[swift-evolution] Keyword for protocol conformance

Charlie Monroe charlie at charliemonroe.net
Tue Aug 23 00:11:18 CDT 2016

I don't see it as sub-par in this example (this actually happened to me):

@objc protocol Foo {
	optional func bar()

class FooImpl: Foo {
	func bar() { ... }

Now imagine that bar() gets renamed in the protocol to baz(). You get no warnings, nothing - since the bar() was optional (or can have default implementation as Chalers mentioned). FooImpl still conforms to Foo and bar() can live on there happily.

Yes, this could be solved by Xcode having a refactoring feature that works for Swift, or that you search & replace when renaming, but still doesn't solve when a 3rd party library does this and suddenly the behavior of your app changes completely. This goes against the compile-time safety Swift is about.

Currently, when you mark a method on a protocol as

@available(*, unavailable, renamed="baz")

you do not get any warnings either - perhaps that's the issue here. On the other hand, the naming may be completely coincidental and you can already have a method called bar() and it would then be impossible to conform to Foo unless you rename bar().

What I'd propose is not to make keyword optional. In case you implement the members declared by the protocol, mark it as @conforming (or conforming keyword?).

If it's retroactive modeling, redeclare the members. E.g.:

extension Bar: Foo {
	// The implementation will be taken from Bar's main implementation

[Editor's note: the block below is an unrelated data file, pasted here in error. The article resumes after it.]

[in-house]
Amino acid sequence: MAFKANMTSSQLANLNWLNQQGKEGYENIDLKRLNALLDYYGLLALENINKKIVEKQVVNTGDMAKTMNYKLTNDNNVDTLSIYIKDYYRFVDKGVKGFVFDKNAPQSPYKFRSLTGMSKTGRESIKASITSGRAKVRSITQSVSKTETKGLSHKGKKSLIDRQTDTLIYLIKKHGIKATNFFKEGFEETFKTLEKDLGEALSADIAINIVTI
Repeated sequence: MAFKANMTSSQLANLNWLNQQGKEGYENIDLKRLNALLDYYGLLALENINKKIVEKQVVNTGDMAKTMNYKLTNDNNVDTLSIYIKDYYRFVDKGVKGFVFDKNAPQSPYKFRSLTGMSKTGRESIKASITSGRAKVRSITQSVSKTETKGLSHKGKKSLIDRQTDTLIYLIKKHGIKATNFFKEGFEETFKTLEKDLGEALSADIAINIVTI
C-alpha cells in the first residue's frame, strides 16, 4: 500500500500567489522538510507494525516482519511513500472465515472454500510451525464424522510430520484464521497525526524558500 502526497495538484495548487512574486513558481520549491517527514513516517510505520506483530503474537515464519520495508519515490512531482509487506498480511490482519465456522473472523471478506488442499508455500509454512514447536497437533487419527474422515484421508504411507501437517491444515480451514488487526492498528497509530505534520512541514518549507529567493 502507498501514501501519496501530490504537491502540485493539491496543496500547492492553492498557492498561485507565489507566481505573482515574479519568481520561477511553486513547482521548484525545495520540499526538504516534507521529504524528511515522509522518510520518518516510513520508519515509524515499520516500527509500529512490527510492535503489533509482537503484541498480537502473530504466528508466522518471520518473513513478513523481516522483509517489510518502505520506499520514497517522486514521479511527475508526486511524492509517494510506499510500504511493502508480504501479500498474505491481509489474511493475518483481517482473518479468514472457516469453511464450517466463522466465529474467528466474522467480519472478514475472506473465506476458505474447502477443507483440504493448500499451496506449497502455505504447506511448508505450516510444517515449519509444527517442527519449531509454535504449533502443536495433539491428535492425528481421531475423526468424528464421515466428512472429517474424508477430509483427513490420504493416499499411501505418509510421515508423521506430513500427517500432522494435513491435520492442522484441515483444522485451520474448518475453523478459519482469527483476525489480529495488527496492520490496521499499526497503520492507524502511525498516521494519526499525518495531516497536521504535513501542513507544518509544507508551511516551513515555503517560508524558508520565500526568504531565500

@conforming func bar()

But yeah, it's a bit of boilerplate...

> On Aug 23, 2016, at 12:41 AM, Xiaodi Wu via swift-evolution <swift-evolution at swift.org> wrote:
> There's been agreement even from the core team that the quality of diagnostics when conforming to a protocol is sub-par.
> The modified rule you propose has also been suggested before. The reason it doesn't help is that (1) if a method signature is mismatched accidentally due to a typo, you get a compilation error already because your type doesn't conform to the protocol (it's the quality of the error message that needs improvement); (2) otherwise, if your type fulfills all protocol requirements but also implements an additional method unnecessary for conformance, what is the harm that is being prevented by a compiler error?
> On Mon, Aug 22, 2016 at 17:30 Charles Srstka <cocoadev at charlessoft.com <mailto:cocoadev at charlessoft.com>> wrote:
>> On Aug 22, 2016, at 5:19 PM, Xiaodi Wu via swift-evolution <swift-evolution at swift.org <mailto:swift-evolution at swift.org>> wrote:
>> This has been proposed before in the past by several others (myself being one of them).
>> The key problem is that it cannot accommodate retroactive modeling. That is, you would not be able to conform existing types, the code for which you do not control, to a protocol of your own design. Retroactive modeling is an essential feature of Swift protocol-oriented programming.
> Then how about making the keyword optional? A method or property with the keyword before it would throw an error if it didn’t exist in one of the protocols your type implements. This way, if you intended a method to satisfy a protocol but left a typo in it, or you changed the protocol’s signature in a refactoring or something, you’d get notified instead of not finding out about it until runtime.
> Charles
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